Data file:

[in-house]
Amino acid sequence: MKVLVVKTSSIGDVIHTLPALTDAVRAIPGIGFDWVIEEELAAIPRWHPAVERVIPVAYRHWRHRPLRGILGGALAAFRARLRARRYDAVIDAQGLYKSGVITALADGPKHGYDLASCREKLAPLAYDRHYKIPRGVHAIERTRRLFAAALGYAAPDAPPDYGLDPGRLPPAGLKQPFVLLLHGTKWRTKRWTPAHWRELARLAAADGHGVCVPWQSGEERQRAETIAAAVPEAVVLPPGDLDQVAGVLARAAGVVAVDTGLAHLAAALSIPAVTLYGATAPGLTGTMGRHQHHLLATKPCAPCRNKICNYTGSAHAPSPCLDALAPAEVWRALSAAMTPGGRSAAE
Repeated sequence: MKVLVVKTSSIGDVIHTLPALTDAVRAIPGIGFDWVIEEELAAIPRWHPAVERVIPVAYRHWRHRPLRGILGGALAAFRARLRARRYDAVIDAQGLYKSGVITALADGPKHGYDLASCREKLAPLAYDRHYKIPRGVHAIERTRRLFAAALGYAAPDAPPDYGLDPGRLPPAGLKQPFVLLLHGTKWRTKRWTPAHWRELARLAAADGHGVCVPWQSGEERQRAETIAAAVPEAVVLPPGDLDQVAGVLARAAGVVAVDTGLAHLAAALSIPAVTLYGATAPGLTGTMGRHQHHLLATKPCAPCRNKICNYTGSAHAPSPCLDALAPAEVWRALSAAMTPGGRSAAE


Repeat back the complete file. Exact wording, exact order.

[in-house]
Amino acid sequence: MKVLVVKTSSIGDVIHTLPALTDAVRAIPGIGFDWVIEEELAAIPRWHPAVERVIPVAYRHWRHRPLRGILGGALAAFRARLRARRYDAVIDAQGLYKSGVITALADGPKHGYDLASCREKLAPLAYDRHYKIPRGVHAIERTRRLFAAALGYAAPDAPPDYGLDPGRLPPAGLKQPFVLLLHGTKWRTKRWTPAHWRELARLAAADGHGVCVPWQSGEERQRAETIAAAVPEAVVLPPGDLDQVAGVLARAAGVVAVDTGLAHLAAALSIPAVTLYGATAPGLTGTMGRHQHHLLATKPCAPCRNKICNYTGSAHAPSPCLDALAPAEVWRALSAAMTPGGRSAAE
Repeated sequence: MKVLVVKTSSIGDVIHTLPALTDAVRAIPGIGFDWVIEEELAAIPRWHPAVERVIPVAYRHWRHRPLRGILGGALAAFRARLRARRYDAVIDAQGLYKSGVITALADGPKHGYDLASCREKLAPLAYDRHYKIPRGVHAIERTRRLFAAALGYAAPDAPPDYGLDPGRLPPAGLKQPFVLLLHGTKWRTKRWTPAHWRELARLAAADGHGVCVPWQSGEERQRAETIAAAVPEAVVLPPGDLDQVAGVLARAAGVVAVDTGLAHLAAALSIPAVTLYGATAPGLTGTMGRHQHHLLATKPCAPCRNKICNYTGSAHAPSPCLDALAPAEVWRALSAAMTPGGRSAAE